Last week when I asked a few friends what they thought Life in the Mom Lane should talk about the response was absolutely overwhelming. It seems that, this time of year, homework is the subject that tops everyone’s list of concerns.
With kids rushing out the door for a variety of extra curricular activities the daily panic attack over homework can be overwhelming for parents and students alike.
Depending on their grade level, a student can be at school for anywhere between approximately 5–7 hours a day. No, it isn’t an 8-9 hour workday but, frankly, it is still a long time to stay focused and working.
So, when you get home from work do you happily rush back to your home computer to spend just a little extra time responding to emails or putting together a presentation? Probably not. Chances are your son or daughter feels the very same way when they come home with a pile of books and work to do.
So, what are the best strategies for getting homework done with a minimal amount of pain and whining?
When my own son got to be homework age I started off with a simple house rule. Get the homework done as soon as you walk in the door. Only now, after more than a couple years of experience, I can openly admit that it’s a silly rule!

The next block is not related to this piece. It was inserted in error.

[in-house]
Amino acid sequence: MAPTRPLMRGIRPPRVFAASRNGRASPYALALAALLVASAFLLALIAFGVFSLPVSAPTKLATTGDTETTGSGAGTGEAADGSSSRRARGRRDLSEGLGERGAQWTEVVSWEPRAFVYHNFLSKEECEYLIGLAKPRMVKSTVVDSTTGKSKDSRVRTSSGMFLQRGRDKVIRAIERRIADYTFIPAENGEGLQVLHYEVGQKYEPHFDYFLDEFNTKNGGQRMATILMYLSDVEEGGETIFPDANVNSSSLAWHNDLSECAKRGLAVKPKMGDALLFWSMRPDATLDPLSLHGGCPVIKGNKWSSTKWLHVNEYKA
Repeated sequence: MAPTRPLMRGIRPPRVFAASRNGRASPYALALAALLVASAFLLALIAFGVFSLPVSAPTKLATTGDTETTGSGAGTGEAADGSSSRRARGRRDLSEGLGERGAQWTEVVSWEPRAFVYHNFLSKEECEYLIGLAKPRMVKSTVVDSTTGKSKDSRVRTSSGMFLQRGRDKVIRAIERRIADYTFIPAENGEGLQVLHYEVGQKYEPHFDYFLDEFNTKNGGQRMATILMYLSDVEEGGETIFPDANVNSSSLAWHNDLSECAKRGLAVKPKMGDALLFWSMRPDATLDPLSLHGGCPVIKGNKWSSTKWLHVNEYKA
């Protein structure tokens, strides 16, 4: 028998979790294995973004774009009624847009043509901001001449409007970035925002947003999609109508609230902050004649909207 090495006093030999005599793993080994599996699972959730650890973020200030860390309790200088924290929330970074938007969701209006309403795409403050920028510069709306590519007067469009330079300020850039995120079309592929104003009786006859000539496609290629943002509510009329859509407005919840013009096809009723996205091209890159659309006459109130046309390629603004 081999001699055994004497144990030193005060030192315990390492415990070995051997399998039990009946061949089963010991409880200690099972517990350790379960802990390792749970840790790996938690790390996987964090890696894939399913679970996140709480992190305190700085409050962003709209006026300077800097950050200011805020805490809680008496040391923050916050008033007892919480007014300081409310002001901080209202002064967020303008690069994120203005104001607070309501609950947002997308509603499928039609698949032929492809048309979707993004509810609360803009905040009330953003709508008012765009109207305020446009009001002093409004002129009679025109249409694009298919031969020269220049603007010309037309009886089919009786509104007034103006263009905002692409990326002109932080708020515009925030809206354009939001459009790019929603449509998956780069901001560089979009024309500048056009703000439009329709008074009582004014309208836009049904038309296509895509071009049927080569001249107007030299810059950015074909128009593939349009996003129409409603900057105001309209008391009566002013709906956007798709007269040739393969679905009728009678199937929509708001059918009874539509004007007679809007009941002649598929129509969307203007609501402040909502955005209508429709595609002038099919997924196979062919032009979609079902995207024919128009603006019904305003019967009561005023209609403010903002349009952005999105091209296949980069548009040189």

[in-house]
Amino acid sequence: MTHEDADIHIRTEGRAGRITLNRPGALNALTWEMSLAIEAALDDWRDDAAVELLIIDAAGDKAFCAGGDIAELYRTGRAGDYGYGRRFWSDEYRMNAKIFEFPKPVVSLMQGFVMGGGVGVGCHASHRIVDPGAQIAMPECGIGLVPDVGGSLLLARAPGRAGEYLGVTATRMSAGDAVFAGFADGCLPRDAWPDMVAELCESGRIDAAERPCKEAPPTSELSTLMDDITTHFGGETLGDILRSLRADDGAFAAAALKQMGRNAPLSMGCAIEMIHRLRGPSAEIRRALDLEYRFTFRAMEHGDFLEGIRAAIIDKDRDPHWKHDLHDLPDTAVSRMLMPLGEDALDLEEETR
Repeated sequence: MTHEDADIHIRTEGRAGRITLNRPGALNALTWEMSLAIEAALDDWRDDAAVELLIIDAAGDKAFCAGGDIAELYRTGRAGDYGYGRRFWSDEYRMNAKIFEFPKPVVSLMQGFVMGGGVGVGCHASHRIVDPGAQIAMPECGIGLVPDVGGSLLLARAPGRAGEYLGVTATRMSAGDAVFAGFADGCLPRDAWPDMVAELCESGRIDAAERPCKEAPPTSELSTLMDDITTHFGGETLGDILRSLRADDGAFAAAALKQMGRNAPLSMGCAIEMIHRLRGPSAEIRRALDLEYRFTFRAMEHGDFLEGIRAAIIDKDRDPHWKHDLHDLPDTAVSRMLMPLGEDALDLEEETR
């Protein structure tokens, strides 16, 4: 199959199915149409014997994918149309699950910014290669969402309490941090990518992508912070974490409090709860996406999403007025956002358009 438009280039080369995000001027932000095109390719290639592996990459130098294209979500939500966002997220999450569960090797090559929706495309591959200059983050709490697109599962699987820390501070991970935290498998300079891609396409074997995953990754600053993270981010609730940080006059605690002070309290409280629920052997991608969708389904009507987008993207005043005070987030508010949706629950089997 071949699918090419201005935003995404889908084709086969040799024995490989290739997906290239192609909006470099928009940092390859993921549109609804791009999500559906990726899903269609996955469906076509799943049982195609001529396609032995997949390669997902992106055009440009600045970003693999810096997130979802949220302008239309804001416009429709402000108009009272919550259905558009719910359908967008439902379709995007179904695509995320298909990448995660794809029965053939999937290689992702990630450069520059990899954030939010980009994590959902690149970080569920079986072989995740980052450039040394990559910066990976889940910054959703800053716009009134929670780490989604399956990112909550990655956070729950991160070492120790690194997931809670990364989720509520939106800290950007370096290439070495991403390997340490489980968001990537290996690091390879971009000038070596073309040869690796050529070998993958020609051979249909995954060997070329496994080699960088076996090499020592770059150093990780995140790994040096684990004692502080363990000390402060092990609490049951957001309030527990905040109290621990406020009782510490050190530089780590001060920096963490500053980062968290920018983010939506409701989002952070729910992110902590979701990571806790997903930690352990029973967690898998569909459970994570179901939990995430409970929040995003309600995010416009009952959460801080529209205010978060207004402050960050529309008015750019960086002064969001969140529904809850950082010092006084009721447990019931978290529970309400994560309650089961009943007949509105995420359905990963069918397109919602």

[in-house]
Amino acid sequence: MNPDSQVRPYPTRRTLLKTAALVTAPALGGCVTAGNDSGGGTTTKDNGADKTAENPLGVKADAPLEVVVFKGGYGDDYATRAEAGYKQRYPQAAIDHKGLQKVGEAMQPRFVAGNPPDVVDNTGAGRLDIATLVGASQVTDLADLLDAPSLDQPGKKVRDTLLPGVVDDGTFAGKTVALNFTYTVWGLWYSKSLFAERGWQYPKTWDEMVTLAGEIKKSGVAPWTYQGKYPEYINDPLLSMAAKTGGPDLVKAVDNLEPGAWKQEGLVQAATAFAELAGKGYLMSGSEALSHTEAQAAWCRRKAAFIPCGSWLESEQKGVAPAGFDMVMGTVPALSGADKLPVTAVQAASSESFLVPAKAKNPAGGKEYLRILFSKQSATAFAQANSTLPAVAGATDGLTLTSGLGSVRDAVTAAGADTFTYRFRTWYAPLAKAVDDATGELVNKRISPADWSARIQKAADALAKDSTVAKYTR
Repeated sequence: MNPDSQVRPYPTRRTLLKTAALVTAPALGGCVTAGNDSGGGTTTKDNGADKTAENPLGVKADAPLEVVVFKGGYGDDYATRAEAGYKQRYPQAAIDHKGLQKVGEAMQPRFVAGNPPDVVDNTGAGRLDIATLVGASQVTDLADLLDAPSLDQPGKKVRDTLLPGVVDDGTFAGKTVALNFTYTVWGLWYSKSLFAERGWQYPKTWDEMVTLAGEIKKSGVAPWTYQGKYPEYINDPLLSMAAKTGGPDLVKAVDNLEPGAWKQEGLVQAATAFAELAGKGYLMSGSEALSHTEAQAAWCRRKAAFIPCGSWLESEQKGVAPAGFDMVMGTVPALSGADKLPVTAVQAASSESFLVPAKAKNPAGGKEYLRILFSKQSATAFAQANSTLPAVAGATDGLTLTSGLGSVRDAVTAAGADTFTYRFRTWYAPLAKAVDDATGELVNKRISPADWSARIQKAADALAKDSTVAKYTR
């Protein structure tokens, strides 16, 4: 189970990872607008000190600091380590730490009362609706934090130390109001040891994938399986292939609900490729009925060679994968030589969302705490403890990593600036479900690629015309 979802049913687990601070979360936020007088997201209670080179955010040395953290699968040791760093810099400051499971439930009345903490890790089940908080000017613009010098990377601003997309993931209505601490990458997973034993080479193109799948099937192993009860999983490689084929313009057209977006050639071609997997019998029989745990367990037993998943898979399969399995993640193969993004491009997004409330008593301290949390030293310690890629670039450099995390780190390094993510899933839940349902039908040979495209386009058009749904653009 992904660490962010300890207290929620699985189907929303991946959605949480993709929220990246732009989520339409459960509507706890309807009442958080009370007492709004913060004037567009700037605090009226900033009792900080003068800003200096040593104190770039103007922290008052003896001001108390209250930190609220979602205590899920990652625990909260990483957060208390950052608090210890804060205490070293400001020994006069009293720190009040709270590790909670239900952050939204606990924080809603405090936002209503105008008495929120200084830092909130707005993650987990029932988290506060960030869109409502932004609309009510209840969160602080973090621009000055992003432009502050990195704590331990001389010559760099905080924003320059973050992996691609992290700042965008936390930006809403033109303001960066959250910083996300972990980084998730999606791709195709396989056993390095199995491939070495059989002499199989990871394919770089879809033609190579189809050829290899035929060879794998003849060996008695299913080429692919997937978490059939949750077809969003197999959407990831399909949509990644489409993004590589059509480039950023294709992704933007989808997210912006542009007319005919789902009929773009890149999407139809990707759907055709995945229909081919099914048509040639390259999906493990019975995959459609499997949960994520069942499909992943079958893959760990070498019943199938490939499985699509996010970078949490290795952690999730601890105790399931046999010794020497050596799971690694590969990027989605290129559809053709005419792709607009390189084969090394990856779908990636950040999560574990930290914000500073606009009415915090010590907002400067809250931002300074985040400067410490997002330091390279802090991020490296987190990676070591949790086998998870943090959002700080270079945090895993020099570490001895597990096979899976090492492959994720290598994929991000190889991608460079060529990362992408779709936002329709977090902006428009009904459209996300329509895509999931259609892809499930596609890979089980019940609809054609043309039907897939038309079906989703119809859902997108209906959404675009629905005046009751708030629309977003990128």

Yes, homework is important, but kids need to be well rounded and friends, family, sports and clubs are all important too. Sometimes homework, like everything else that a mom supervises, can take a little extra creativity and planning to get it right.
My friend Eileen D’Eon Fenick, who juggles three busy boys and their activities, has a few tricks to keep the family on track.
“I usually have the boys do their reading in the car on their way to soccer practice and have dinner waiting on the crockpot so I don’t have to waste time cooking when we get home,” she said.
Sometimes, of course, it gets dark too early to read in the car and she admitted that, often, they skip reading on soccer nights and “double” up when they have free time.
That idea caught on and another friend, Colleen Fox, decided that trips to Hebrew school in the car would be a perfect chance to study math facts.
They drive back and forth and she takes the time to quiz her son on addition and subtraction. Another case of “Mom Multitasking” at its very best.
These days I’m trying to teach my own son to schedule his time wisely and use night’s without football practice to get ahead in his work. With projects pending and deadlines to meet, we spend time on weekend mornings getting organized for the week ahead and planning our schedule.
Yes, we have done our share of homework and, as much as I’m embarrassed to admit it, dinner, in the car but the work gets done and the stress level is kept to a minimum.